As we noted in the original version, Logitech has removed the standard top row of function keys, combining them with half-height number buttons on the top row. You need to hold down the “fn” key on the bottom left of the keyboard before pressing a number to activate the functionality; previously, this included iOS-specific search, cut, and paste keys, but those have been moved to more standard command-X/C/V positions. Now, the function keys include locking, Siri/dictation, and audio playback keys. The remapping will obviously impact frequent function key users more than others, but then only to the extent that occasionally holding down “fn” is considered a serious inconvenience.
During testing, we again found the key compromises to be entirely acceptable to achieve the accessory’s size, feel, and shape. As strategic as Logitech’s tweaks were on the first Ultrathin Keyboard, enabling the iPad to stand above respectably sized letter keys and a nearly full-height bottom row, including a tall space bar and properly positioned arrow cursor keys, the new version barely feels compromised despite matching Apple’s reductions in the iPad Air’s footprint. Once again, the company gave up very little and achieved a great form factor, clearly the product of continued iteration and testing of even smaller-sized Ultrathin versions for the iPad mini.
As before, the only serious issue we had with the Ultrathin Keyboard Cover was case compatibility. Despite Apple’s original pitch of the iPad Smart Cover as a caseless protective and stand solution for recent iPads, many people—including us—don’t want to scratch, dent, or otherwise damage the tablets’ bodies; Apple eventually conceded as much by releasing the iPad, iPad Air, and iPad mini Smart Cases. Unfortunately, the Ultrathin Keyboard Cover’s magnetic stand system doesn’t allow cases to work, even if they’ve been otherwise designed to support attachment of Smart Cover-style magnetic rails to their left sides. In other words, if you want to protect the rest of your iPad Air, you’ll need to pull the case off to use it with this accessory’s stand. We continue to wish Logitech would solve this problem, as the vast majority of the iPad keyboards we’ve tested include cases for the same or lower price as the Ultrathin Keyboard Cover.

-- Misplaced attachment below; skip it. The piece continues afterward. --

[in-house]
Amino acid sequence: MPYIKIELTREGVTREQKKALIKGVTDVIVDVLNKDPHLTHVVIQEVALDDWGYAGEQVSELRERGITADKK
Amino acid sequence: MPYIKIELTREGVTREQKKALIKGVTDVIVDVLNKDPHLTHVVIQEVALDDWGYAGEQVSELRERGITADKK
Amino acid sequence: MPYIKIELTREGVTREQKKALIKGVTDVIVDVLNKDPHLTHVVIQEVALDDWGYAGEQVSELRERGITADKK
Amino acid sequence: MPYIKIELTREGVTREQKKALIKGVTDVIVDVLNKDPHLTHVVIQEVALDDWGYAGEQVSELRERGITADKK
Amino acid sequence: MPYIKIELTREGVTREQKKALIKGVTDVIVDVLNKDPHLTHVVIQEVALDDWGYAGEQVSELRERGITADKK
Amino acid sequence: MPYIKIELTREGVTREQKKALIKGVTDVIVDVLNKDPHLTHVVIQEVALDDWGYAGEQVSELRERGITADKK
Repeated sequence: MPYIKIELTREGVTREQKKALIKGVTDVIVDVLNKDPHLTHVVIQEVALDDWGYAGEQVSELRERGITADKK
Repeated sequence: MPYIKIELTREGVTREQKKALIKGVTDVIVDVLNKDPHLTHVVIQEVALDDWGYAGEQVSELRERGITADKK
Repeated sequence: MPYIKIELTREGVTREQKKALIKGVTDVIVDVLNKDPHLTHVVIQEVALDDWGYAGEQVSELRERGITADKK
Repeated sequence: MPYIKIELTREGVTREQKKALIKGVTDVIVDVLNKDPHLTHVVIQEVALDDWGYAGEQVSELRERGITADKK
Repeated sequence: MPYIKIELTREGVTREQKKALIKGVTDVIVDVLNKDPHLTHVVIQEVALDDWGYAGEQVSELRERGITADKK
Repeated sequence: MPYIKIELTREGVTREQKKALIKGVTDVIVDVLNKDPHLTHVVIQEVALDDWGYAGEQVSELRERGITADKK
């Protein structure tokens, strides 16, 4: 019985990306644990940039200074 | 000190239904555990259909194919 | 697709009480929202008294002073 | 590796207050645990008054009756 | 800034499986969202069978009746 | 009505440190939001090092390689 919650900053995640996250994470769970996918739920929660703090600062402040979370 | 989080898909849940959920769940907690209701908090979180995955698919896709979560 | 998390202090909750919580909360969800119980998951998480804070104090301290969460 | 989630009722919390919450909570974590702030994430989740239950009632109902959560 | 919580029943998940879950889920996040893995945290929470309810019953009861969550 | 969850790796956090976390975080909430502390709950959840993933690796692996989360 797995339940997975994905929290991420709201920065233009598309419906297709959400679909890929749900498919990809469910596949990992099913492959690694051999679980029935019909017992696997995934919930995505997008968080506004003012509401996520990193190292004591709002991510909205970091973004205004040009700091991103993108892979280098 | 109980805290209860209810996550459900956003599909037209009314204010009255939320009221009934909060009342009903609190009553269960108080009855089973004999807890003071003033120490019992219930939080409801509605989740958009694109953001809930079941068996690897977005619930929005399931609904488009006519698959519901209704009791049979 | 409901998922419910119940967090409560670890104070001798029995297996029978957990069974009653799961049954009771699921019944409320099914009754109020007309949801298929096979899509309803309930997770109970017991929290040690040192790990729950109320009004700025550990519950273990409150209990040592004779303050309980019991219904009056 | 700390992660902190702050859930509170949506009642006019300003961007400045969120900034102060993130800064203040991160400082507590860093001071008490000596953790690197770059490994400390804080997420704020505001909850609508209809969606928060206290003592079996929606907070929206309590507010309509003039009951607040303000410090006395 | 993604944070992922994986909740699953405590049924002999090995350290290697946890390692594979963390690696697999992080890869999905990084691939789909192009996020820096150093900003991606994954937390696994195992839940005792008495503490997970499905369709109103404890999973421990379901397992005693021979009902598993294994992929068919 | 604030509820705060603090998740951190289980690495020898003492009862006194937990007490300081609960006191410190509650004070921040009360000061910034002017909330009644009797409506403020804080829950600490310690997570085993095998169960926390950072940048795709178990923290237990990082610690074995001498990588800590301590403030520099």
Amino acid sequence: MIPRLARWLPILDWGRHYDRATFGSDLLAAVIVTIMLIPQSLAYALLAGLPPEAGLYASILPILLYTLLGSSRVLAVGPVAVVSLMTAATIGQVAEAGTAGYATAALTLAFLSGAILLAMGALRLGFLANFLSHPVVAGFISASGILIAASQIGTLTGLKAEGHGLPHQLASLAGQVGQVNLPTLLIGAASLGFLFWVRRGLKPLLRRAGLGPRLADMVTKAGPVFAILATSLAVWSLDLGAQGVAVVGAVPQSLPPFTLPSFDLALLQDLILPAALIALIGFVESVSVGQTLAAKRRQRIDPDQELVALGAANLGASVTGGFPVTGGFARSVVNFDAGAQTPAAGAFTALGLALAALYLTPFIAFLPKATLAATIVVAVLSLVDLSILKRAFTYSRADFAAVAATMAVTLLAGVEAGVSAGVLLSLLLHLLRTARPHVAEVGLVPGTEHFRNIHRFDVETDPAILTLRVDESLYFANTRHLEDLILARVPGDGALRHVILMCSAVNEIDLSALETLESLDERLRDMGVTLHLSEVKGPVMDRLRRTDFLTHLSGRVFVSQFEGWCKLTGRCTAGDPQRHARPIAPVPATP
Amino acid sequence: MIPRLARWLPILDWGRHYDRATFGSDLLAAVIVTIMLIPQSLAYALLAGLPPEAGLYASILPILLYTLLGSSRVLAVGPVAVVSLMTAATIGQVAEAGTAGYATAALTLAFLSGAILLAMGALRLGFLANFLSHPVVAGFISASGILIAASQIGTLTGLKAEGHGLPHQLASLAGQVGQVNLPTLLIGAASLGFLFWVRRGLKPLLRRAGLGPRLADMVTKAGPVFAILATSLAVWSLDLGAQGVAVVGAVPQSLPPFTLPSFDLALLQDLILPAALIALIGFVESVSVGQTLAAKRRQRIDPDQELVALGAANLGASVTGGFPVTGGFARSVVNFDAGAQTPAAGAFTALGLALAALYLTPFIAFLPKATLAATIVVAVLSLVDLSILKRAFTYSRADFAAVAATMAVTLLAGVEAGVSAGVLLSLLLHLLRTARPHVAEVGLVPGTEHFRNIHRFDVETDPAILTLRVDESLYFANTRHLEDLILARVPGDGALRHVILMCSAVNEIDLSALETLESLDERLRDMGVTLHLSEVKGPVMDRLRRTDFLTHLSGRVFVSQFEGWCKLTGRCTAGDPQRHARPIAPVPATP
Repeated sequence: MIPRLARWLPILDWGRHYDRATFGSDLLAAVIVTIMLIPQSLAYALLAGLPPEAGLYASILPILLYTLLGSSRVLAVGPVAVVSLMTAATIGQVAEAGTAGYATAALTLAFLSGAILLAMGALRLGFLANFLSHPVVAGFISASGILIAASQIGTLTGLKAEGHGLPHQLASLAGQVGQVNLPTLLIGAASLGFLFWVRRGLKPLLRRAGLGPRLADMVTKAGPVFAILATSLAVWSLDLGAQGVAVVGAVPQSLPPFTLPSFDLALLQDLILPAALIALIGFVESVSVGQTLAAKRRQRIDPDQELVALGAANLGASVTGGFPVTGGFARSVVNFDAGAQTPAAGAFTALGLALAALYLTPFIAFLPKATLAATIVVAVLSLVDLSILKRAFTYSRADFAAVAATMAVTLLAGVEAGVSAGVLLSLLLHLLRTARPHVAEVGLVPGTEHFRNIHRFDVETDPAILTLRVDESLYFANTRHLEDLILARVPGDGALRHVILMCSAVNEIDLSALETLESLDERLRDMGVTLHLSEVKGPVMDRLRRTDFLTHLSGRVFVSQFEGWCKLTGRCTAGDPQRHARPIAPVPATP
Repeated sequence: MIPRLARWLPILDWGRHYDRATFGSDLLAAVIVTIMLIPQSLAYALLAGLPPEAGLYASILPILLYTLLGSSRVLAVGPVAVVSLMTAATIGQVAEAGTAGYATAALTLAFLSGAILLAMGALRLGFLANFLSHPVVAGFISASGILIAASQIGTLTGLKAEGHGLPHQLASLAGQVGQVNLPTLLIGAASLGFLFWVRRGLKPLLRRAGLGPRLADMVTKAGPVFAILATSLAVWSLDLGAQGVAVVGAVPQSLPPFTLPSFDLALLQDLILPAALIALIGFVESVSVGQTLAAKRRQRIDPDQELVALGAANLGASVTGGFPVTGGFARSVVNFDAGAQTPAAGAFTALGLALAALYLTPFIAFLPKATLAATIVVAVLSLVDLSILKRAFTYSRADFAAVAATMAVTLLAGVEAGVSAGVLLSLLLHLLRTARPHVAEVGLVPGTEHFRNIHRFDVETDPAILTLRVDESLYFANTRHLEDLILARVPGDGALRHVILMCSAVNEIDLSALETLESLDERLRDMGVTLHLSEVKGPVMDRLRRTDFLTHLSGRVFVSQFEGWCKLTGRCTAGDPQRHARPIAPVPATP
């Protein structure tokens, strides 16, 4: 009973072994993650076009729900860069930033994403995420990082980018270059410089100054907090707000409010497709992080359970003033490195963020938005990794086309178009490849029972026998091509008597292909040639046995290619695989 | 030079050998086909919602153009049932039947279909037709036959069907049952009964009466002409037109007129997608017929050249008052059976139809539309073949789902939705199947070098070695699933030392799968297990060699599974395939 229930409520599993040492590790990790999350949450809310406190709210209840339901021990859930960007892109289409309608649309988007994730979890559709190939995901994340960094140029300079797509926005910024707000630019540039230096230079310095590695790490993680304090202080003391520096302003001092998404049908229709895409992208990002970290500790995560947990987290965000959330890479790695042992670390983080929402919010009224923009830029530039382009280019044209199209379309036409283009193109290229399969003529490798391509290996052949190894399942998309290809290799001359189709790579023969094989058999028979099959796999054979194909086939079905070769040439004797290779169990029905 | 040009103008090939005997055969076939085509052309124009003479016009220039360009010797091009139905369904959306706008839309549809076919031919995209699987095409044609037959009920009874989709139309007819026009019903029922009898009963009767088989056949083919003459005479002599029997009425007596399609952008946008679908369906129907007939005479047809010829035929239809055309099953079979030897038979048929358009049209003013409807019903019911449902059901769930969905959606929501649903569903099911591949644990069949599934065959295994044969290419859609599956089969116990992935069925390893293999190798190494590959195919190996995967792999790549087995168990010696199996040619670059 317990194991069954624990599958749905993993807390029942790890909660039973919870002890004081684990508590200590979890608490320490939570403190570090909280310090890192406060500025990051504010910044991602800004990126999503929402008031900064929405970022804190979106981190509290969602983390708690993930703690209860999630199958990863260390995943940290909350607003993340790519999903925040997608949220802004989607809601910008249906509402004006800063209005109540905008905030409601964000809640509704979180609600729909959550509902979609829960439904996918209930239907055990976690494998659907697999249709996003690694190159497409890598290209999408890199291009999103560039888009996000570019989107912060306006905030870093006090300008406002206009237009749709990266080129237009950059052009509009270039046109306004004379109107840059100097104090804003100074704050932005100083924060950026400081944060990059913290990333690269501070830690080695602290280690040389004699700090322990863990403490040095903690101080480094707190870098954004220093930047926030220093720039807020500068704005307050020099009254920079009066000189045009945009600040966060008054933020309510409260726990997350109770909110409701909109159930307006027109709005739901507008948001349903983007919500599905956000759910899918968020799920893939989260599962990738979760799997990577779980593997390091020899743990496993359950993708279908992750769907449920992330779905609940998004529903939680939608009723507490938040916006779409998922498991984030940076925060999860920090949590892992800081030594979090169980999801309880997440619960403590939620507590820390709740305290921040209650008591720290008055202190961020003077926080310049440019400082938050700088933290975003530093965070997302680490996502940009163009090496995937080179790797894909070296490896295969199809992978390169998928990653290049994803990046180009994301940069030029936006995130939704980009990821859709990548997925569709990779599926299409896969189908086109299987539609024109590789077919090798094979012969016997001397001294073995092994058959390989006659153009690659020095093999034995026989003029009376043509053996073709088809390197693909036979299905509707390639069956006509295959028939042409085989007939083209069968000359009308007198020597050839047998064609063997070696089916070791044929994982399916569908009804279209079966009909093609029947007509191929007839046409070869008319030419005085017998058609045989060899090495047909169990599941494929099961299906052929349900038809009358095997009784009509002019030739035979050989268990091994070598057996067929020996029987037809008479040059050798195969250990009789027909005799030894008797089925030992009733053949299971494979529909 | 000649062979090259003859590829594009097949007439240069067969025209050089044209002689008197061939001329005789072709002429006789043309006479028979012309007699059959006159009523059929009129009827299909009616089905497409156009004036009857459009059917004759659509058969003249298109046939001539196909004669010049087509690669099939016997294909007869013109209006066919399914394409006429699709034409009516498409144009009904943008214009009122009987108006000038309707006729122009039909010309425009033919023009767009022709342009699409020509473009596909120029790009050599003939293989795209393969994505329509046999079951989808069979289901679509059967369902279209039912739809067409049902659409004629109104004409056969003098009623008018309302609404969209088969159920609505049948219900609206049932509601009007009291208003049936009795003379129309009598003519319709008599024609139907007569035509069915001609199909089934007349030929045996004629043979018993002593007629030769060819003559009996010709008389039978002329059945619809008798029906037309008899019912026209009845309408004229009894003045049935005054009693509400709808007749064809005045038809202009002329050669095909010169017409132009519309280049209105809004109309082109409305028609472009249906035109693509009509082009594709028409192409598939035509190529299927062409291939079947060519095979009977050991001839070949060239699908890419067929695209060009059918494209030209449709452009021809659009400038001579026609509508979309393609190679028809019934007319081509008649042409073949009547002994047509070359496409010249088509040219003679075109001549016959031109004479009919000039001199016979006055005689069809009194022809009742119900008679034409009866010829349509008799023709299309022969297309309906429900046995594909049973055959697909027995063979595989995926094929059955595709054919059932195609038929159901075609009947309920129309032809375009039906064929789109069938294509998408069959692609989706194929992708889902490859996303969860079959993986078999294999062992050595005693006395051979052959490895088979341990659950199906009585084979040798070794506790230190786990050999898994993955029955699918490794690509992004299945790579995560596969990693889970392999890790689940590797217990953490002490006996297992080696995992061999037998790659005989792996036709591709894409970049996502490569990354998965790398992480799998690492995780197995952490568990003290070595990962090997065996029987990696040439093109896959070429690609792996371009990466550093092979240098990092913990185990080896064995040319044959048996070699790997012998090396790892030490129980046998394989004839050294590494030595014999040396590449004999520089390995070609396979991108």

Poor case compatibility aside, the Ultrathin Keyboard Cover for iPad Air remains a seriously impressive accessory. While the battery life has taken a step down from the original version, few users will care about that issue, and the industrial design is even better than before. If you’re willing to leave the back and sides of your Air almost entirely exposed, you’ll find that it delivers a superior typing experience to the virtual keyboard, and makes great use of magnets for both stand and lid purposes. However, case compatibility isn’t negotiable for many users, and it’s seriously inconvenient to give up iPad body protection entirely or remove a case every time you want to use this keyboard’s stand. Simply including a detachable shell would have solved this issue for many people, but as-is, the Ultrathin Keyboard Cover for iPad Air merits the same B+ rating as its predecessor: overall, it’s a very good accessory, but you’ll love it if your iPad use matches Logitech’s usage model.